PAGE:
October 24, 2022

Untangling antimicrobial resistance (AMR)

Nicoletta Dentico, Garance Upham and Arno Germond

The legacy of an unhealthy development model

Antimicrobial resistance (AMR) possibly represents the greatest global crisis in public health today, and yet – as we shall try to illustrate – the phenomenon stretches well beyond the health domain. AMR is closely associated with some of the human disruptions enshrining globalization and the unfolding era of Anthropocene, being reproduced and transmitted as vectors of disease: the environmental crisis and climate change. Already, AMR is estimated to lead to 5 million deaths every year and will claim 50 million lives in the coming decades. If “COVID-19 has revealed and exacerbated fundamental weaknesses in pandemic preparedness and response at both national and global levels […] These same weaknesses are also true of the global response to AMR”, declared the Director General of the World Health Organization (WHO), Dr Tedros Adhanom Gebreyesus, in early 2022. In fact, the risks entailed in AMR make the COVID-19 pandemic a rather amenable crisis in comparison.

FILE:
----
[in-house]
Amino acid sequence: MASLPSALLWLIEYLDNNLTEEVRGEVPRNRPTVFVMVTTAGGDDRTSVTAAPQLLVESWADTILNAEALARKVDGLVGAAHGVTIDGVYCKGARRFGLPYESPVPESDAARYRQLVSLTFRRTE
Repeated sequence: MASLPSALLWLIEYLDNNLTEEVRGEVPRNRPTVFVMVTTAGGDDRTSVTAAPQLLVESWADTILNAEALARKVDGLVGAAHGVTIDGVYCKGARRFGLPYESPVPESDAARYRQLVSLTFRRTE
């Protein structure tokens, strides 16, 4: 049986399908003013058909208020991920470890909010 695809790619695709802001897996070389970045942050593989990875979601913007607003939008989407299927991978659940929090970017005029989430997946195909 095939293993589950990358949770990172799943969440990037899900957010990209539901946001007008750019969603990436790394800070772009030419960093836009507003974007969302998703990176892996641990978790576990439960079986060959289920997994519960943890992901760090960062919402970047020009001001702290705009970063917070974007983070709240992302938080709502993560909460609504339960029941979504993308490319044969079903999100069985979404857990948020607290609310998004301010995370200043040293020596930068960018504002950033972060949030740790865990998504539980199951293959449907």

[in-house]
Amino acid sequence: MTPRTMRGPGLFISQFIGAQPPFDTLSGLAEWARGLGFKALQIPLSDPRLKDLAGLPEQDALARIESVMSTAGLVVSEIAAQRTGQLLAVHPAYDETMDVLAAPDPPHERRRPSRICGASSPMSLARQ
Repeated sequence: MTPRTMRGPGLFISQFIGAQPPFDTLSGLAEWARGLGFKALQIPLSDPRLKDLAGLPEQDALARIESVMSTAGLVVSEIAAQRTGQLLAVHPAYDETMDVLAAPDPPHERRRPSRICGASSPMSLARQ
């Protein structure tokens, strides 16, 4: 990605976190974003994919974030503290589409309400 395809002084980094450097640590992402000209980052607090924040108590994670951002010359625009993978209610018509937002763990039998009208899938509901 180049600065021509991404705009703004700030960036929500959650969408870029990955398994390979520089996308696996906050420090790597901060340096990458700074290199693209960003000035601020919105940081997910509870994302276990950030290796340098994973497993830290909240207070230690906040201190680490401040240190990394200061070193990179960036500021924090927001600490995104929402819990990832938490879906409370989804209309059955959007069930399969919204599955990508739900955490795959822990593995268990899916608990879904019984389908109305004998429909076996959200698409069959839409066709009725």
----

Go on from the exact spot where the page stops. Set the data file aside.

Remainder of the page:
Cover of the ARM report

AMR has become an extremely concerning scenario not so much due to the transfer of bacteria and genes – a natural and necessary biological process between humans and animals inhabiting the same environment but rather with the fact that it has literally gone out of control, altered by anthropogenic interventions. A vast majority of chemical products used in industrial agriculture and animal husbandry cycles, in aquaculture, the flower industry, and in industrial processes leading to plastic and heavy-metal pollution end up in the wild unchecked, unseen, leading to antimicrobial resistance. Human impact on the microbial world is a phenomenon that has potentially reached the catastrophic level, bringing us back to a 19th century pre-antibiotic era, when most diseases could not be treated. In 2015, the WHO Director General warned the world that AMR risked leading to “the end of modern medicine as we know it.”

In many parts of the planet, the functionality of healthcare systems hinges on the availability of effective antibiotics for bacterial infections. Surgeries, cancer treatment, organ transplantation, and community-acquired infections could be fatal once again without effective antibiotics and some of the gains in childhood survival due to availability of effective antibiotics for respiratory infections would also be washed away. This would result in millions of additional lives lost annually.